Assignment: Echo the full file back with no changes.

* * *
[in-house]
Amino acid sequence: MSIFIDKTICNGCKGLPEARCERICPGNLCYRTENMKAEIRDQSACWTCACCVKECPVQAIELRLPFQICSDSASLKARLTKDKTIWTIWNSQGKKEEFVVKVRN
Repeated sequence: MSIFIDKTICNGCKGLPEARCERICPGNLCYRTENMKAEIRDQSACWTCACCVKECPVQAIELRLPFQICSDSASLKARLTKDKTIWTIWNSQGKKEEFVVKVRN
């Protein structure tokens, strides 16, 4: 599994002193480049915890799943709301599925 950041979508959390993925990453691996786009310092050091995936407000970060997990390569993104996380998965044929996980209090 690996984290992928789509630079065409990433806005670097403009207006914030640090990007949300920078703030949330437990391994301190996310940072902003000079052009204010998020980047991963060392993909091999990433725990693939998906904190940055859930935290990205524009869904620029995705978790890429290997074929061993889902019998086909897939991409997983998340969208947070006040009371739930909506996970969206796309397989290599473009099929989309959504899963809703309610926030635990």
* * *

[in-house]
Amino acid sequence: MSIFIDKTICNGCKGLPEARCERICPGNLCYRTENMKAEIRDQSACWTCACCVKECPVQAIELRLPFQICSDSASLKARLTKDKTIWTIWNSQGKKEEFVVKVRN
Repeated sequence: MSIFIDKTICNGCKGLPEARCERICPGNLCYRTENMKAEIRDQSACWTCACCVKECPVQAIELRLPFQICSDSASLKARLTKDKTIWTIWNSQGKKEEFVVKVRN
């Protein structure tokens, strides 16, 4: 599994002193480049915890799943709301599925 950041979508959390993925990453691996786009310092050091995936407000970060997990390569993104996380998965044929996980209090 690996984290992928789509630079065409990433806005670097403009207006914030640090990007949300920078703030949330437990391994301190996310940072902003000079052009204010998020980047991963060392993909091999990433725990693939998906904190940055859930935290990205524009869904620029995705978790890429290997074929061993889902019998086909897939991409997983998340969208947070006040009371739930909506996970969206796309397989290599473009099929989309959504899963809703309610926030635990």